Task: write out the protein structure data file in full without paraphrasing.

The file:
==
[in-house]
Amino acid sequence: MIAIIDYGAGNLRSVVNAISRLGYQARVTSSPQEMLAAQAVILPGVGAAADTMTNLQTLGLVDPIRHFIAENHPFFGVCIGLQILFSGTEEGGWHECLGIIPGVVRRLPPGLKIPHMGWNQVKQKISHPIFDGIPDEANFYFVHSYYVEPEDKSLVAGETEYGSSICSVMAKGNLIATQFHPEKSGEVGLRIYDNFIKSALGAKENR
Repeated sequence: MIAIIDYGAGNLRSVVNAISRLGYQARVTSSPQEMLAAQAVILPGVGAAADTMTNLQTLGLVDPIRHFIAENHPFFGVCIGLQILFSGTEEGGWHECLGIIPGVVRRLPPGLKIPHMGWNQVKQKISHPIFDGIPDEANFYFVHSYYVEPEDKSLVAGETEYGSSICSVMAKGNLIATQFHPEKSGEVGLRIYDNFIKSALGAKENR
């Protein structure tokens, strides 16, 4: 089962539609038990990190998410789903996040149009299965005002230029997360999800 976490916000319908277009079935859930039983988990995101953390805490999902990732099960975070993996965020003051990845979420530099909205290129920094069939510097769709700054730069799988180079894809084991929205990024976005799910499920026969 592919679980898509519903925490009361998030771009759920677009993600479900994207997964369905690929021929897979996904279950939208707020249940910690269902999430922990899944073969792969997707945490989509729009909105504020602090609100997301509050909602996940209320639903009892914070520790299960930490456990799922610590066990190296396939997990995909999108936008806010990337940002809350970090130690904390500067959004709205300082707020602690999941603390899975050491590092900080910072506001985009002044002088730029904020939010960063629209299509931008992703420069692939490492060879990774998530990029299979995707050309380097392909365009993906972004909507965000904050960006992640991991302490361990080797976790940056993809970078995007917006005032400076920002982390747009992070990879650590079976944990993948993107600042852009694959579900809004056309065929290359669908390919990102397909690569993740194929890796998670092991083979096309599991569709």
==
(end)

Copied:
[in-house]
Amino acid sequence: MIAIIDYGAGNLRSVVNAISRLGYQARVTSSPQEMLAAQAVILPGVGAAADTMTNLQTLGLVDPIRHFIAENHPFFGVCIGLQILFSGTEEGGWHECLGIIPGVVRRLPPGLKIPHMGWNQVKQKISHPIFDGIPDEANFYFVHSYYVEPEDKSLVAGETEYGSSICSVMAKGNLIATQFHPEKSGEVGLRIYDNFIKSALGAKENR
Repeated sequence: MIAIIDYGAGNLRSVVNAISRLGYQARVTSSPQEMLAAQAVILPGVGAAADTMTNLQTLGLVDPIRHFIAENHPFFGVCIGLQILFSGTEEGGWHECLGIIPGVVRRLPPGLKIPHMGWNQVKQKISHPIFDGIPDEANFYFVHSYYVEPEDKSLVAGETEYGSSICSVMAKGNLIATQFHPEKSGEVGLRIYDNFIKSALGAKENR
């Protein structure tokens, strides 16, 4: 089962539609038990990190998410789903996040149009299965005002230029997360999800 976490916000319908277009079935859930039983988990995101953390805490999902990732099960975070993996965020003051990845979420530099909205290129920094069939510097769709700054730069799988180079894809084991929205990024976005799910499920026969 592919679980898509519903925490009361998030771009759920677009993600479900994207997964369905690929021929897979996904279950939208707020249940910690269902999430922990899944073969792969997707945490989509729009909105504020602090609100997301509050909602996940209320639903009892914070520790299960930490456990799922610590066990190296396939997990995909999108936008806010990337940002809350970090130690904390500067959004709205300082707020602690999941603390899975050491590092900080910072506001985009002044002088730029904020939010960063629209299509931008992703420069692939490492060879990774998530990029299979995707050309380097392909365009993906972004909507965000904050960006992640991991302490361990080797976790940056993809970078995007917006005032400076920002982390747009992070990879650590079976944990993948993107600042852009694959579900809004056309065929290359669908390919990102397909690569993740194929890796998670092991083979096309599991569709």